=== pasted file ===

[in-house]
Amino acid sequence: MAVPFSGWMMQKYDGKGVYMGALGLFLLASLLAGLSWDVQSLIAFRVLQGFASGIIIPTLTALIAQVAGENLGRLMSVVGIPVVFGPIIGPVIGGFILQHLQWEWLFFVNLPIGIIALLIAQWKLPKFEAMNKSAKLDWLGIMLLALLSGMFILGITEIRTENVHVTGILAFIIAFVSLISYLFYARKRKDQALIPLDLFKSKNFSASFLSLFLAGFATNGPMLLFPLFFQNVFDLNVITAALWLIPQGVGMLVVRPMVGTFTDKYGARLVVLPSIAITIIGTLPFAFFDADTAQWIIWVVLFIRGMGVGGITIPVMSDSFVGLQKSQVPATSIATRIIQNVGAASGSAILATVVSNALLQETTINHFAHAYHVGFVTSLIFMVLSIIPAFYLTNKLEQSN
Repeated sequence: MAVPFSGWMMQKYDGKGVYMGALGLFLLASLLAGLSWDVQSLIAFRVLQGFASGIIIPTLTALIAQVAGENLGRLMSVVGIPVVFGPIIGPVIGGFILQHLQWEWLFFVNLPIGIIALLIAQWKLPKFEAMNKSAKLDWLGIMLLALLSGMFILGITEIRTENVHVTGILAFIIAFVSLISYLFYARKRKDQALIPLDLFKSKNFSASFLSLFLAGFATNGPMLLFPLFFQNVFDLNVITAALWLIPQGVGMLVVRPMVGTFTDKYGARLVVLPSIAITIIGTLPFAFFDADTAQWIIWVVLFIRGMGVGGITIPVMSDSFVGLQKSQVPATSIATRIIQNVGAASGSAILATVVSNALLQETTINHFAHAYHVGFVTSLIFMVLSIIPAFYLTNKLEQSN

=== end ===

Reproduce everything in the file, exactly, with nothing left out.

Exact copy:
[in-house]
Amino acid sequence: MAVPFSGWMMQKYDGKGVYMGALGLFLLASLLAGLSWDVQSLIAFRVLQGFASGIIIPTLTALIAQVAGENLGRLMSVVGIPVVFGPIIGPVIGGFILQHLQWEWLFFVNLPIGIIALLIAQWKLPKFEAMNKSAKLDWLGIMLLALLSGMFILGITEIRTENVHVTGILAFIIAFVSLISYLFYARKRKDQALIPLDLFKSKNFSASFLSLFLAGFATNGPMLLFPLFFQNVFDLNVITAALWLIPQGVGMLVVRPMVGTFTDKYGARLVVLPSIAITIIGTLPFAFFDADTAQWIIWVVLFIRGMGVGGITIPVMSDSFVGLQKSQVPATSIATRIIQNVGAASGSAILATVVSNALLQETTINHFAHAYHVGFVTSLIFMVLSIIPAFYLTNKLEQSN
Repeated sequence: MAVPFSGWMMQKYDGKGVYMGALGLFLLASLLAGLSWDVQSLIAFRVLQGFASGIIIPTLTALIAQVAGENLGRLMSVVGIPVVFGPIIGPVIGGFILQHLQWEWLFFVNLPIGIIALLIAQWKLPKFEAMNKSAKLDWLGIMLLALLSGMFILGITEIRTENVHVTGILAFIIAFVSLISYLFYARKRKDQALIPLDLFKSKNFSASFLSLFLAGFATNGPMLLFPLFFQNVFDLNVITAALWLIPQGVGMLVVRPMVGTFTDKYGARLVVLPSIAITIIGTLPFAFFDADTAQWIIWVVLFIRGMGVGGITIPVMSDSFVGLQKSQVPATSIATRIIQNVGAASGSAILATVVSNALLQETTINHFAHAYHVGFVTSLIFMVLSIIPAFYLTNKLEQSN